CA: CDCR Agrees to Change Treatment Requirements for Registrants on Parole

Source: ACSOL

The California Department of Corrections and Rehabilitation (CDCR) has agreed in writing to change treatment requirements for registrants while on parole.  As a result of this agreement, the number of registrants who are discharged early from parole is expected to increase significantly.

The improvements to which CDCR have agreed include the possibility of ending treatment in as little as one year.  The improvements also require parole officers and treatment providers to decide after the first year of treatment and then once a year after the initial decision whether additional treatment is required.  Their decision must be written and shared with the registrant on parole.  If their decision is not reasonable, it can be challenged in court.

The changes to which CDCR have agreed will be included in regulations to be issued by that agency on an emergency basis.  As a result of this procedure, implementation of the changes is expected to begin in about six months.  If the regulations were issued on a non-emergency basis, their implementation would be delayed for at least two years.

“This agreement is a significant victory for almost 7,000 registrants currently on parole,” stated ACSOL Executive Director Janice Bellucci.  “No longer will every registrant on parole be required to undergo treatment the entire time they are on parole.”

Currently CDCR is requiring every registrant on parole to participate in treatment the entire time they are on parole.  State law, however, requires treatment for a minimum of one year although it allows treatment for the entire time on parole if necessary.  The same state law allows Superior Court judges to terminate treatment at any time after the first year.

CDCR agreed to these changes in order to settle a case filed in Los Angeles Superior Court last year.  That lawsuit alleged that CDCR’s policy requiring all registrants to undergo treatment the entire time they are on parole was unlawful.  CDCR has not admitted their policy was unlawful.

Treatment for registrants on parole can include group meetings, individual counseling and polygraph exams.  All three forms of treatment will be addressed in the annual decisions to be made by parole officers and treatment providers.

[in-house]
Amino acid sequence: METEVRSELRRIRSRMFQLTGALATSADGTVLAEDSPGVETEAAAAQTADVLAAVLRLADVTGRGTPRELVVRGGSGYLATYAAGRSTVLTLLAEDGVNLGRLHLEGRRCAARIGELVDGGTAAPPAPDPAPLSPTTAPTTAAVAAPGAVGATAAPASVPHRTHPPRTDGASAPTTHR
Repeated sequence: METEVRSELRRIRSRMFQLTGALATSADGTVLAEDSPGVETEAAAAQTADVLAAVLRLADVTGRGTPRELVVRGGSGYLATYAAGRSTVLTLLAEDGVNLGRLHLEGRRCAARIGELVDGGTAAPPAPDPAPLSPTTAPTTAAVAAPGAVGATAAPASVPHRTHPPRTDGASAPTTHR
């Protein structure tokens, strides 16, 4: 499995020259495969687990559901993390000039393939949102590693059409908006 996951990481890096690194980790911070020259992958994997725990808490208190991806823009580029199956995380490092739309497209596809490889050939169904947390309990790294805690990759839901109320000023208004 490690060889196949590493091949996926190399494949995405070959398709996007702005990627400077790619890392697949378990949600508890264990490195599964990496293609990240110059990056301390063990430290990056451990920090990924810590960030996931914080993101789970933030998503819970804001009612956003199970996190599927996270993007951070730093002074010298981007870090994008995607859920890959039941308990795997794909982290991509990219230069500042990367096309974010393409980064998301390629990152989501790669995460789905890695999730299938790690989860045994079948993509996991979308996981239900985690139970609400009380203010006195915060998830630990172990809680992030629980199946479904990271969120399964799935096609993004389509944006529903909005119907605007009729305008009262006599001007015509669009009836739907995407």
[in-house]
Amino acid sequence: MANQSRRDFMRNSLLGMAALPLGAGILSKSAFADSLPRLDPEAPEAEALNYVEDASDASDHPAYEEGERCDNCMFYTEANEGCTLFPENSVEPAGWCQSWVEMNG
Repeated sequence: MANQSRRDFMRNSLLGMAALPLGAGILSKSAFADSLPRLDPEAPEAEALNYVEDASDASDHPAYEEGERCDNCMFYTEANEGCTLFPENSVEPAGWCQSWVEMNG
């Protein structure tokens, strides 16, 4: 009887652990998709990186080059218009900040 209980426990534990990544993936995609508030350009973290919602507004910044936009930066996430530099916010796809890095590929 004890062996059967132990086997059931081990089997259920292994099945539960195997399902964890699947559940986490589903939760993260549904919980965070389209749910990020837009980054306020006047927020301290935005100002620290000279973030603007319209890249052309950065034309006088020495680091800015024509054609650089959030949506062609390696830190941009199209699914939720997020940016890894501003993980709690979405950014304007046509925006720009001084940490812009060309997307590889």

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This is great progress, and proof that incremental change is the only solid, lasting way to break down the boulder of the registry one chunk at a time.

Thank you Janice!!!

My opinion is that the providers are initially going to circle the wagons, and it is going to take further lawsuits/court action to get them to abide by this new change. The providers do not act against their own best interests currently and will likely try to do do the same in the future.

I am currently in a group and there has been a marked change recently. Multiple people who were on maintenance have had it rescinded. People that were promised maintenance were then denied for no valid reason. I’m not sure if they are trying to milk every $ they can in anticipation of losing money because of this law, or if it is a new posture that they will try to continue when this  policy change goes into effect.

Either way thank you Janice for all of your hard work, and for giving us poor retched souls some hope. I will encourage everyone in my group to contact you if the providers try to continue on with business as usual. 

This is a great first step! Did they discuss or are there discussions on how to implement improved assessments herein required for the determinations beyond what they use today?

This is SO important and such simple common sense! If someone completes “treatment”, that’s it – it’s completed! Done is done. Period. The ongoing attendance requirement was just more punishment! 😡

Hallelujah! What wonderful news from ACSOL that registrants will no longer be required to stay in treatment for their whole time on parole, and thus may be complete parole sooner.

Thank you so much, Janice, and everyone who helped win this victory! God bless you!

Thank you for your diligent efforts Janice. This was a great way for CDCR to do the right thing without having to go through the full-blown legal process to the inevitable unconstitutional ruling, not to mention the impressive, time and money saving way we achieved this victory. Is it too soon to start dismantling the use of polygraph exams for treatment? Fortunately I graduated from treatment just prior to that implementation which seems unconstitutional and a waste of taxpayer money.